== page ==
Just another site

Finding a Riding Instructor March 23, 2011

Filed under: Uncategorized — theridingwriter @ 7:47 pm

The plight of the adult amateur rider is a long and sometimes difficult one, but it is the vast majority of riders out there. Many adult amateurs are women who are getting into riding after raising children or establishing their careers. They are either late to begin or are getting back into it after many years away. They want to improve their skills by taking lessons, but how do you even begin to find the right instructor for you? I’ve seen so many people negatively impacted by instructors. In some cases the instructor is not of good quality, but in other cases it is simply a bad match. Doing legwork ahead of time will help avoid these circumstances so I’ve put together a list of questions to ask yourself (or your potential instructor). These are my opinions, by no means a comprehensive list, and it won’t necessarily guarantee success, but it will certainly help get you started.

1. Make sure the person is qualified to teach in your discipline. This may seem obvious, but since there are no licensing requirements for instructors, anyone that can ride can hang out a shingle stating that they give lessons. It is best to do some research on the background of that person to see if they know and understand your discipline.

2. The horse world is a small world. Ask your horsey friends about people you are considering. If you are new to the area, ask potential instructors for references that you can contact. Good news travels fast. Bad news travels faster and people will tell you what they think.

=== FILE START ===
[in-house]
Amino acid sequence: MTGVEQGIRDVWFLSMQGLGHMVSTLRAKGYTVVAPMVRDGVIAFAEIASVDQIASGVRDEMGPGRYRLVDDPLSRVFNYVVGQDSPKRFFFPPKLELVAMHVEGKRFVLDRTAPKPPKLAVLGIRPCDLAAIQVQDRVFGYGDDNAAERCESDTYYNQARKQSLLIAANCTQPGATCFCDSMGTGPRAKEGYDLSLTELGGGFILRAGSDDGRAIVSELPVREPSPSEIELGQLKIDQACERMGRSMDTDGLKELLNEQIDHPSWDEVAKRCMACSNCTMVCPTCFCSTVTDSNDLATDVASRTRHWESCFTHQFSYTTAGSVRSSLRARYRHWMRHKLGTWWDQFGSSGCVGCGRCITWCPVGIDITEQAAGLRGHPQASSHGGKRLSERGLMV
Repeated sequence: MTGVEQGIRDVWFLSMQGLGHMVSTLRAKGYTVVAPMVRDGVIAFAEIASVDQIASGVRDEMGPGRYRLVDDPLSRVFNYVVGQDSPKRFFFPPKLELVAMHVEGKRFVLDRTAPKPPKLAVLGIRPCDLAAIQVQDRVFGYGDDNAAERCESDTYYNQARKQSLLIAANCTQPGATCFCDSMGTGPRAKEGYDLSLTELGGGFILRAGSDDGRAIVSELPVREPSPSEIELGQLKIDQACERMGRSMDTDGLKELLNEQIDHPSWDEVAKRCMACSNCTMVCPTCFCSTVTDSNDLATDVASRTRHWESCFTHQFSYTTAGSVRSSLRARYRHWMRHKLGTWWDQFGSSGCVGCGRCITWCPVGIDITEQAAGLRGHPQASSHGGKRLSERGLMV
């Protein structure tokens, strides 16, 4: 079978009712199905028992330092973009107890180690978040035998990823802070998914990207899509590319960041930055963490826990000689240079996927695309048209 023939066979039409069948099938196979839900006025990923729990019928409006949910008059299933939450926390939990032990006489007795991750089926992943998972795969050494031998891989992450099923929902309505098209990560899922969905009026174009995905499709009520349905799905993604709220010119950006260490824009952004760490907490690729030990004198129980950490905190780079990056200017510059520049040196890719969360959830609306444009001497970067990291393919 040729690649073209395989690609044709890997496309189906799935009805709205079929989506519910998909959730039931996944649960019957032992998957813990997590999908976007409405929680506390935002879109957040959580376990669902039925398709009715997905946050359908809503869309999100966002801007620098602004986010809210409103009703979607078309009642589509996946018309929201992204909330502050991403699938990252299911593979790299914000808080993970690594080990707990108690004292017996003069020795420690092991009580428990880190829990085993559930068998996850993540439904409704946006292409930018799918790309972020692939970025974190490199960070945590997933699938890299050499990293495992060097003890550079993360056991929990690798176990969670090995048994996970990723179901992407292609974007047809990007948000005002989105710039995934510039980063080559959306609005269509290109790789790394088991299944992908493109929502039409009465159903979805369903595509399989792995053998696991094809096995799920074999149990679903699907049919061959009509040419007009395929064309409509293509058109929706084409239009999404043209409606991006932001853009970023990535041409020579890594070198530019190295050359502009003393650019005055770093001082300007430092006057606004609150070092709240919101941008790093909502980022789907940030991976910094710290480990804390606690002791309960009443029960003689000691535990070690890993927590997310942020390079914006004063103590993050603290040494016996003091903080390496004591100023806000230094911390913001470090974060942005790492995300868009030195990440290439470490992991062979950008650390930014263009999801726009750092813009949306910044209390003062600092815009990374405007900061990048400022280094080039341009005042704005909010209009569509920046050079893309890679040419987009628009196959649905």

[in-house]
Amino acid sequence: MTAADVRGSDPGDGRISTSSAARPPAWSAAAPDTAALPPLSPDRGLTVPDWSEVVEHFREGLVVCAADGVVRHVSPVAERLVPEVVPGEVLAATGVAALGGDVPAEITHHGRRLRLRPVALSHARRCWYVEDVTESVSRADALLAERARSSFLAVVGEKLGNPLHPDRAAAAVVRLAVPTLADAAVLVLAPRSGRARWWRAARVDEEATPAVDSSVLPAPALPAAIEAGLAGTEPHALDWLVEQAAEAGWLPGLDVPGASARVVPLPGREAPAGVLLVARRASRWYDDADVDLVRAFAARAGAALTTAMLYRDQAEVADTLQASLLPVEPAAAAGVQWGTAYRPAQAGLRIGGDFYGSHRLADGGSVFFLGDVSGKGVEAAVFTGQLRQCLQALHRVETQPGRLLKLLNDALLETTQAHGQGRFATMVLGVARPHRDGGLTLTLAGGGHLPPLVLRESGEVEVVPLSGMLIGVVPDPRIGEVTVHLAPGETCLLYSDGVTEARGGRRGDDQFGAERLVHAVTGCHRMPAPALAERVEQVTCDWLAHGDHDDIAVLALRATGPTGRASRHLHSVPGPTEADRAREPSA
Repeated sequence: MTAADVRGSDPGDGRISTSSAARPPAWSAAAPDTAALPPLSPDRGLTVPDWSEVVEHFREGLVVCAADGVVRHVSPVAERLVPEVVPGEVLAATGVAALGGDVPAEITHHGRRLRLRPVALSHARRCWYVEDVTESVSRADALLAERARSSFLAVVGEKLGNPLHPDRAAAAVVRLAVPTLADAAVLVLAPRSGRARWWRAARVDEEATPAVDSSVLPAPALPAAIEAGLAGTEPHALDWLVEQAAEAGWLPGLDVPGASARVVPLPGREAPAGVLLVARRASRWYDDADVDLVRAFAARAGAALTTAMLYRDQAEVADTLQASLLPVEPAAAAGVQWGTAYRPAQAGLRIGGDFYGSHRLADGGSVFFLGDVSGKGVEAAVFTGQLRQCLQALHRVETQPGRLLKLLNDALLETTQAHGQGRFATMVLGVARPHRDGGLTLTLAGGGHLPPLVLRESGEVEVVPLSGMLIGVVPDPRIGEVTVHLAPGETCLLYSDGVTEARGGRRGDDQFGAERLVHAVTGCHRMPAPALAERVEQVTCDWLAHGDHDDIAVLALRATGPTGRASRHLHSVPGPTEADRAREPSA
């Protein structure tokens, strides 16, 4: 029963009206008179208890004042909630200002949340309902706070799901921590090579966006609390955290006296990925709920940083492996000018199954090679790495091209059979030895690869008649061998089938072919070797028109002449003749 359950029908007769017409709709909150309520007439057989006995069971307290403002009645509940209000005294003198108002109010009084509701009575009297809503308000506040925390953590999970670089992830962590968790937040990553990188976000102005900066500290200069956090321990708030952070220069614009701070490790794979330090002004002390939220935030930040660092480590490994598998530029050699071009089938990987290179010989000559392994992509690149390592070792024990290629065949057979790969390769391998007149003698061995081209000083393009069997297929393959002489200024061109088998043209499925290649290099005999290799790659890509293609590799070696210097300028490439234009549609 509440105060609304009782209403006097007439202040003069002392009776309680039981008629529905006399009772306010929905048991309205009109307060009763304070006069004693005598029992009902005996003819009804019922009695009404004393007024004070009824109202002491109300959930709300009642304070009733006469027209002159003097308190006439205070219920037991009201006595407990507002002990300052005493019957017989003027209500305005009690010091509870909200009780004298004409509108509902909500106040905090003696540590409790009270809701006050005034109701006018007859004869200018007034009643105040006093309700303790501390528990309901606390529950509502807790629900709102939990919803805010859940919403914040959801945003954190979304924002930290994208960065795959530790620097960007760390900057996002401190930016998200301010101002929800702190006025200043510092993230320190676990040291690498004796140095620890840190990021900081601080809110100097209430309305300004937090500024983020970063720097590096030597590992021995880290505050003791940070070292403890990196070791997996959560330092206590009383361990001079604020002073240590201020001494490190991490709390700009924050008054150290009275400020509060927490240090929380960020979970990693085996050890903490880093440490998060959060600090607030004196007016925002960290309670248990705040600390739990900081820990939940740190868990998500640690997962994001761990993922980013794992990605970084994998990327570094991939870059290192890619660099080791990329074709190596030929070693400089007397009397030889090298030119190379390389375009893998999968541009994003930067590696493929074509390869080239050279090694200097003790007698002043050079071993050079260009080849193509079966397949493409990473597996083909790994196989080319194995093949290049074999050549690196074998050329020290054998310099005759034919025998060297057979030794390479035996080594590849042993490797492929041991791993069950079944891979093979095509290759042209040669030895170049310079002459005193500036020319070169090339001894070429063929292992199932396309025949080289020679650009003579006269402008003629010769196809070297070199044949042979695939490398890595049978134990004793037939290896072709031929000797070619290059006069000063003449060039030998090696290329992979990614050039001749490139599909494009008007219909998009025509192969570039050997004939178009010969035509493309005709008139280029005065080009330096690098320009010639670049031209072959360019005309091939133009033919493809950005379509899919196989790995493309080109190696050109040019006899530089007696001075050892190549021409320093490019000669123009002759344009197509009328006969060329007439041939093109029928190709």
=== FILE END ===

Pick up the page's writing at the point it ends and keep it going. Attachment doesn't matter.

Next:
3. Watch the instructor ride because he/she should definitely be able to ride. However, some excellent riders are not good instructors. The key to teaching is really communication. The person might be the best rider around, but if he/she can’t communicate methods to someone else, it’s a moot point. At the other end of the spectrum, an individual may not be the caliber rider to compete at the highest levels, but they have an excellent knowledge of the basics that they can easily impart onto beginning riders.

4. Go to a show to watch the instructor and his/her students compete. Whether or not you are interested in showing, this will give you another place to view the instructor in action.

5. Does the instructor have a professional appearance and facility? This doesn’t mean expensive. It means safe and functional. The person should present herself in a professional manner, although they she or may not be clean. It’s tough to stay clean when you’re a horse person!

6. Is the instructor a good all-around horse person? Do they have knowledge of nutrition, physiology, first aid and basic handling? You’d be surprised how many talented riders leave the rest to staff. There is a big difference between being a rider and being a true horseperson. You want a horseperson as an instructor.

7. Does the instructor continue to work with someone, go to clinics and seminars? I don’t care who you are or how good you are. You can never stop learning. If you find people who think they know it all, they don’t and you don’t want to work with them.